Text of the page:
March 15, 2019

TALLAHASSEE — A major expansion of private school vouchers using taxpayer dollars traditionally spent on public schools, a top priority for Republican Gov. Ron DeSantis, began moving forward Thursday in the Florida House.

The House Education Committee approved the GOP measure with some Democratic support that would open the door to private schools to about 28,000 students whose families meet certain income requirements. Eventually, the Family Empowerment Scholarship Program would apply to families of four with incomes of more than $96,000 a year.

The bill also would give priority to students from families earning about $47,600 a year, which is 185 percent of the federal poverty level for a family of four.

The committee chairwoman, Republican Rep. Jennifer Sullivan of Eustis, said the bill should not be viewed as pitting public versus private schools but as one that hands parents greater control over the education of their children.

“This bill is about what is best for our students. It helps our parents have a real choice. I don’t believe government knows best. I believe parents know best,” Sullivan said.

Before the vote, DeSantis reinforced his support in a tweet.

“Parents should be able to make the best educational decisions for their child, and that starts with expanding school vouchers,” the governor’s tweet said.

The House bill is much broader that its Senate counterpart, which envisions about 15,000 students as eligible for the new program with income levels capped at just under $67,000 for a family of four. Eventually, the two versions are likely to be combined into a single final product.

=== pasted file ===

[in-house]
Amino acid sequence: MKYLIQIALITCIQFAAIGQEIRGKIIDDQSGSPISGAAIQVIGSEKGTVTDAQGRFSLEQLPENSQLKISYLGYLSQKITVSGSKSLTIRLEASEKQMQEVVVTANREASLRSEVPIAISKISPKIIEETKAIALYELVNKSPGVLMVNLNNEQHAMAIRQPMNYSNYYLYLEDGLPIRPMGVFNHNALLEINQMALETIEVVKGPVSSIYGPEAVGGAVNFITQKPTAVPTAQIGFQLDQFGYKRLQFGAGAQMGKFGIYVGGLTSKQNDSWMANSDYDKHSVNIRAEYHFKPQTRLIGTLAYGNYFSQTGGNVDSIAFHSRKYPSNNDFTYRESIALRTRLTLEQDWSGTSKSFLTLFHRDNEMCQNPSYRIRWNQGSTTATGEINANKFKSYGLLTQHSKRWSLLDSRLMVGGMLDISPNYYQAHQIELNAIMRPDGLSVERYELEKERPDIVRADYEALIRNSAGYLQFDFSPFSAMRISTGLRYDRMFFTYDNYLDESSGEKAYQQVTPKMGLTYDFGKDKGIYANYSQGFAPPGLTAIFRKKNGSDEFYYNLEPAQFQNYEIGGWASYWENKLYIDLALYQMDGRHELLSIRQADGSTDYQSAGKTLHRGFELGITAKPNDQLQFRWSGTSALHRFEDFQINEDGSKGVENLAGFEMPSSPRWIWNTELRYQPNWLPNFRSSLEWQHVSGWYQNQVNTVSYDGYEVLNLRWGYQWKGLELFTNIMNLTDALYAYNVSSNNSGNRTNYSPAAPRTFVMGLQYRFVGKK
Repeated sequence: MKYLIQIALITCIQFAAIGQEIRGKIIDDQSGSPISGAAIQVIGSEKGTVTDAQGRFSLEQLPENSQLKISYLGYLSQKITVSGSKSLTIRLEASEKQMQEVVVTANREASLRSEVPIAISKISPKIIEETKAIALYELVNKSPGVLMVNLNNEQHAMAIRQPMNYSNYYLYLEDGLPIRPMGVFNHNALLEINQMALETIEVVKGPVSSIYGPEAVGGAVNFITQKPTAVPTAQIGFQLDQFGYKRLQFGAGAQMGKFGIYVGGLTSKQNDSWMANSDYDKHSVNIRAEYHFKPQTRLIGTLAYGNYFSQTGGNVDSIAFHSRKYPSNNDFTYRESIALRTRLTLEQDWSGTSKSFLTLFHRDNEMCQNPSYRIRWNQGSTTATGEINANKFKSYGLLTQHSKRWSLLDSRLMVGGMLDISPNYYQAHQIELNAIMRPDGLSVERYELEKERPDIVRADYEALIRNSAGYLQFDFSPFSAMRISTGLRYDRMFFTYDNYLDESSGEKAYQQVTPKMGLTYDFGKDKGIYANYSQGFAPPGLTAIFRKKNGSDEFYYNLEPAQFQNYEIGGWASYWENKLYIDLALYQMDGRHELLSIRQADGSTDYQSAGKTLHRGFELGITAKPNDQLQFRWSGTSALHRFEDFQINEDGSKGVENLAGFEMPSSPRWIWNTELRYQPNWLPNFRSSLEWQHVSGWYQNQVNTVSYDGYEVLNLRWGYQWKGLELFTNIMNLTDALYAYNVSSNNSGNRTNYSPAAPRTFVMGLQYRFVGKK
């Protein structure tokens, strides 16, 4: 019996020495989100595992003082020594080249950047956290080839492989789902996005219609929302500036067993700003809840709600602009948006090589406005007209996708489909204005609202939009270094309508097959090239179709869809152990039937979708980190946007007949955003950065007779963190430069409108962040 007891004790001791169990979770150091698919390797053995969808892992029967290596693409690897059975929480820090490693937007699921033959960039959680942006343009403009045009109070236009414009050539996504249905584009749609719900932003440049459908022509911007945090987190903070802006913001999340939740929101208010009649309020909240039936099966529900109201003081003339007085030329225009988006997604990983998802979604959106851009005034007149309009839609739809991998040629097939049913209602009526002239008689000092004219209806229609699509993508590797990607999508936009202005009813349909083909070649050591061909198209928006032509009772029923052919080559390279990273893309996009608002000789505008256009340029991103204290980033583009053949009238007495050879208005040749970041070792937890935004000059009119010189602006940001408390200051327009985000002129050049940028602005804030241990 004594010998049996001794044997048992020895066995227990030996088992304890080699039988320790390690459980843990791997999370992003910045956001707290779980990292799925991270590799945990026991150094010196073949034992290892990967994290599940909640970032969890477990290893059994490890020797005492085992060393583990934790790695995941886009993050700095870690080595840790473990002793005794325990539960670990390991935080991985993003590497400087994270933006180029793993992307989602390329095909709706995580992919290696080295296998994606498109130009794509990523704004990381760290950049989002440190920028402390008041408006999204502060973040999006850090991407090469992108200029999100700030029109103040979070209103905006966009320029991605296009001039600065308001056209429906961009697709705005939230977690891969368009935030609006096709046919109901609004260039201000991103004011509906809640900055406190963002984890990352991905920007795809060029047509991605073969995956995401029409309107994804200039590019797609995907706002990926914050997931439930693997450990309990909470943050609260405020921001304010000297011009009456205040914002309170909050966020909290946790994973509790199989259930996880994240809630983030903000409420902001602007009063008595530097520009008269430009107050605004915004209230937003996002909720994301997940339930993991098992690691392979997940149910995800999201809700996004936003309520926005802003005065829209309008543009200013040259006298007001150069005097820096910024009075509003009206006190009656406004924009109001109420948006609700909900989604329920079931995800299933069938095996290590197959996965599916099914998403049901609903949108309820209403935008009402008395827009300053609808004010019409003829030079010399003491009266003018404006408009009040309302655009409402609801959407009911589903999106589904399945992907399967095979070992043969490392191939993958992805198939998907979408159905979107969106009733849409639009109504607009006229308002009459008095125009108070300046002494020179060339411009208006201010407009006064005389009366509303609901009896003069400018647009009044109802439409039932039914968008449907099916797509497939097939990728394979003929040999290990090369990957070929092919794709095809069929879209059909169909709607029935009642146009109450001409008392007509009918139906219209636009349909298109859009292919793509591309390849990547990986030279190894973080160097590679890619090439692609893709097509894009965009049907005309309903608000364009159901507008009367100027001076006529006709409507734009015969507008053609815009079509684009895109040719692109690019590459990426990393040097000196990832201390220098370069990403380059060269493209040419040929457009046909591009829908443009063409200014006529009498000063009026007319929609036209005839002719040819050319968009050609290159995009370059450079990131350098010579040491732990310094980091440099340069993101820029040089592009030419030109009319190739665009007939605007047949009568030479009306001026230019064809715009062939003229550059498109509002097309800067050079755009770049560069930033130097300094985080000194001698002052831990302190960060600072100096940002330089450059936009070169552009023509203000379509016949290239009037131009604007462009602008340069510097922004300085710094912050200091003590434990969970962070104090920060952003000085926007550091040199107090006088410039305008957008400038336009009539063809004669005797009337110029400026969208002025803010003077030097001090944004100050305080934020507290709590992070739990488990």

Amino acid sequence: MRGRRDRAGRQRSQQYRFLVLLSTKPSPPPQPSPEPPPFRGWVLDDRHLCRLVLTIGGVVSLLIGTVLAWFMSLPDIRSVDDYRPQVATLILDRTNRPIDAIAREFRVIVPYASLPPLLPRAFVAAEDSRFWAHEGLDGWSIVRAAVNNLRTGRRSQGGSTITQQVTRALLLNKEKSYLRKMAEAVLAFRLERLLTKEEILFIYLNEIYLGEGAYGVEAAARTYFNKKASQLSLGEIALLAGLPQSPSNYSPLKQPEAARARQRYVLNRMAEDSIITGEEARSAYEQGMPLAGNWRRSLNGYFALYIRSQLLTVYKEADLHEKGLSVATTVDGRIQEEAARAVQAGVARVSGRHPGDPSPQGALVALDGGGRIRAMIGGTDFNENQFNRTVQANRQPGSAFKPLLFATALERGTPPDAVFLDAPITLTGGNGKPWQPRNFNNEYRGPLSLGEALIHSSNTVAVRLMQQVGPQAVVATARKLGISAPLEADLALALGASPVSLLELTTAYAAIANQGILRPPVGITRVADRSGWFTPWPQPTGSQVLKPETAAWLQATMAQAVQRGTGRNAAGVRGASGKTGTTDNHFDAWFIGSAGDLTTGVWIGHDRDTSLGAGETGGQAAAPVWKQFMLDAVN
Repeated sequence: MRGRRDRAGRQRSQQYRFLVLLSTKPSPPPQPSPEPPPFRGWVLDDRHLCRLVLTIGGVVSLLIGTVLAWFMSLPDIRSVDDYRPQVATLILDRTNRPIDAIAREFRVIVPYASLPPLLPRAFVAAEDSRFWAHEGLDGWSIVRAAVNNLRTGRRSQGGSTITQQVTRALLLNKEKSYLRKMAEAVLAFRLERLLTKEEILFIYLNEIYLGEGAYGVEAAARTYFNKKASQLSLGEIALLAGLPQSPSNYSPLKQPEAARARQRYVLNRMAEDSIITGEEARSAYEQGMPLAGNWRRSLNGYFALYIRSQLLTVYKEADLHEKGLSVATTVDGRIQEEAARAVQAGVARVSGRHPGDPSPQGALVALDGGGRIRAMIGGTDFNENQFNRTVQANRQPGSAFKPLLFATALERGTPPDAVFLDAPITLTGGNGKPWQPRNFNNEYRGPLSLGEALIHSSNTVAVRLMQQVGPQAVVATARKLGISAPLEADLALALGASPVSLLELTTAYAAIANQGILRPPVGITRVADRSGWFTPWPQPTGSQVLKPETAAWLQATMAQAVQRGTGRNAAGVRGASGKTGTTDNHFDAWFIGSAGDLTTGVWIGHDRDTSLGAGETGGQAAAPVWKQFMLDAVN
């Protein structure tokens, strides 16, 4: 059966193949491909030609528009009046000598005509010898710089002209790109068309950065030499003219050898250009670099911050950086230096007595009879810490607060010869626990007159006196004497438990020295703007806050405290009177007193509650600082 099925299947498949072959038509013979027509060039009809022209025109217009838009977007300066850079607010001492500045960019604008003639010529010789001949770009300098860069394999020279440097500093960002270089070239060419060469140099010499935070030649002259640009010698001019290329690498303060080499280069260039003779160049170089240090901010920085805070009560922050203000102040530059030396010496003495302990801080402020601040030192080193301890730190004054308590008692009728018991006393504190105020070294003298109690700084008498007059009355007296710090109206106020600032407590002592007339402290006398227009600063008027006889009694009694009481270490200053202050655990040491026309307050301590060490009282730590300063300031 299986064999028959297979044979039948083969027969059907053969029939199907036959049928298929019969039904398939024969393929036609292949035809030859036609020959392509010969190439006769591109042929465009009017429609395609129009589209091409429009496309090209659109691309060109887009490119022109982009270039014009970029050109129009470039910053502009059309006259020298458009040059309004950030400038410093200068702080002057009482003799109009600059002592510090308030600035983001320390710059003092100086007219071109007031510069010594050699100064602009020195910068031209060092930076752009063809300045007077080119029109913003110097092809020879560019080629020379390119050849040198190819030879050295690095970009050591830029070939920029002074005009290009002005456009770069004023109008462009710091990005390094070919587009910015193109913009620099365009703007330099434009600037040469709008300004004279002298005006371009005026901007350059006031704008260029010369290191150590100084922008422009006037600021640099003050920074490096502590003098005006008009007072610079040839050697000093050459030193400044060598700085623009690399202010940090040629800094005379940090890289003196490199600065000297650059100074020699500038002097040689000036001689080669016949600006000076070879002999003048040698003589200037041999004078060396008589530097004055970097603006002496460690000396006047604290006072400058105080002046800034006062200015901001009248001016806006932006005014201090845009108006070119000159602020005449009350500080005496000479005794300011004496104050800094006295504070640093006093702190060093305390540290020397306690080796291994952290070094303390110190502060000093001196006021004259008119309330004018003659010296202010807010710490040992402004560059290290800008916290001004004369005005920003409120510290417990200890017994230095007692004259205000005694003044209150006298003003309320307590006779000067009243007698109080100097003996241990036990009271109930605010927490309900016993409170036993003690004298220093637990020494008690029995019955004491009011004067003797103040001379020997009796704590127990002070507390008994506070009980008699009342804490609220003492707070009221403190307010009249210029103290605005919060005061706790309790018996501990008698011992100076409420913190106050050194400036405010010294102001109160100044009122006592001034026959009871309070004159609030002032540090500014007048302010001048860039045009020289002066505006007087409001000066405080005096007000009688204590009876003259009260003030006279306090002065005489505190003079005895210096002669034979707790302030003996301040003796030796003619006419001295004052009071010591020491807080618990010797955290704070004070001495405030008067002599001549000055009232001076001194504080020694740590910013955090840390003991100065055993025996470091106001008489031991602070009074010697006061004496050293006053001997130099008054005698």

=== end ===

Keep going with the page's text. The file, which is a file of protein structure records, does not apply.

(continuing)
Florida currently has four scholarship programs that provide for more than 100,000 students to attend private and religious schools, including many children with disabilities and special needs. Sullivan said her bill also would help alleviate a waiting list of thousands of students for one of these programs and provide a voucher for parents to obtain transportation for their children to a favored public school.

Opponents, including the Florida PTA, League of Women Voters and the AFL-CIO, contend that further expansion of vouchers using money normally spent on public schools threatens the entire public education system and contributes to a drain of teachers from public schools. They say the Legislature should give teachers raises and put more money into public schools.

“We cannot be taking public dollars and funneling them through private institutions,” said Nicolette Springer of the League of Women Voters. “Public funds should be used for public education.”

Still, the bill in the Republican-led House attracted some Democratic support. Voucher programs initially targeted lower-income people and lower-performing school districts whose students hoped to escape from a failing education environment.

“This is not a perfect bill, but this is a start,” said Democratic Rep. James Bush of Opa-locka, who voted in favor. “We need to keep this at what the original intent was all about, and that was to educate low-income children.”

A similar program enacted under former Republican Gov. Jeb Bush that directly used public money for private school vouchers was struck down in 2006 by the Florida Supreme Court. But DeSantis has appointed three new justices since his election, tilting the high court in a decidedly more conservative direction and possibly opening the door for a favorable ruling on the new voucher program.

Sullivan said she believes the program would pass court scrutiny.

“I believe this bill will be constitutional,” she said. “It’s up to the courts to decide that.”

_____

Follow Curt Anderson on Twitter: http://twitter.com/Miamicurt